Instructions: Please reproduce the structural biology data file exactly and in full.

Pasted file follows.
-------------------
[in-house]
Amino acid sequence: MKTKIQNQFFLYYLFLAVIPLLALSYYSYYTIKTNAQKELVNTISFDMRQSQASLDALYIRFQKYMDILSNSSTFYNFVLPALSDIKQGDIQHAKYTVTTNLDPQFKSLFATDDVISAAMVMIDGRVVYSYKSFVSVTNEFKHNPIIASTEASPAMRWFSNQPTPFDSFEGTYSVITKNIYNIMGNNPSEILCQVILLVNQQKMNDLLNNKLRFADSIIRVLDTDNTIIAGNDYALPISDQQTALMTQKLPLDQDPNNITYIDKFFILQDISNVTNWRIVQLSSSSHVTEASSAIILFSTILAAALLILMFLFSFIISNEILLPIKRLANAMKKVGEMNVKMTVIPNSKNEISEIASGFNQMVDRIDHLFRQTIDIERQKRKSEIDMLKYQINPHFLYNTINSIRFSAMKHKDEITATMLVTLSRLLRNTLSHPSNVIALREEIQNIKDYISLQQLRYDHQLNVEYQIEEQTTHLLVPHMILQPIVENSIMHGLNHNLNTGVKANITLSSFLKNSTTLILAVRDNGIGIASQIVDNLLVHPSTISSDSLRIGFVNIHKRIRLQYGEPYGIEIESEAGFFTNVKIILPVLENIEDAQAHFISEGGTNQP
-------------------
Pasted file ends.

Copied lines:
[in-house]
Amino acid sequence: MKTKIQNQFFLYYLFLAVIPLLALSYYSYYTIKTNAQKELVNTISFDMRQSQASLDALYIRFQKYMDILSNSSTFYNFVLPALSDIKQGDIQHAKYTVTTNLDPQFKSLFATDDVISAAMVMIDGRVVYSYKSFVSVTNEFKHNPIIASTEASPAMRWFSNQPTPFDSFEGTYSVITKNIYNIMGNNPSEILCQVILLVNQQKMNDLLNNKLRFADSIIRVLDTDNTIIAGNDYALPISDQQTALMTQKLPLDQDPNNITYIDKFFILQDISNVTNWRIVQLSSSSHVTEASSAIILFSTILAAALLILMFLFSFIISNEILLPIKRLANAMKKVGEMNVKMTVIPNSKNEISEIASGFNQMVDRIDHLFRQTIDIERQKRKSEIDMLKYQINPHFLYNTINSIRFSAMKHKDEITATMLVTLSRLLRNTLSHPSNVIALREEIQNIKDYISLQQLRYDHQLNVEYQIEEQTTHLLVPHMILQPIVENSIMHGLNHNLNTGVKANITLSSFLKNSTTLILAVRDNGIGIASQIVDNLLVHPSTISSDSLRIGFVNIHKRIRLQYGEPYGIEIESEAGFFTNVKIILPVLENIEDAQAHFISEGGTNQP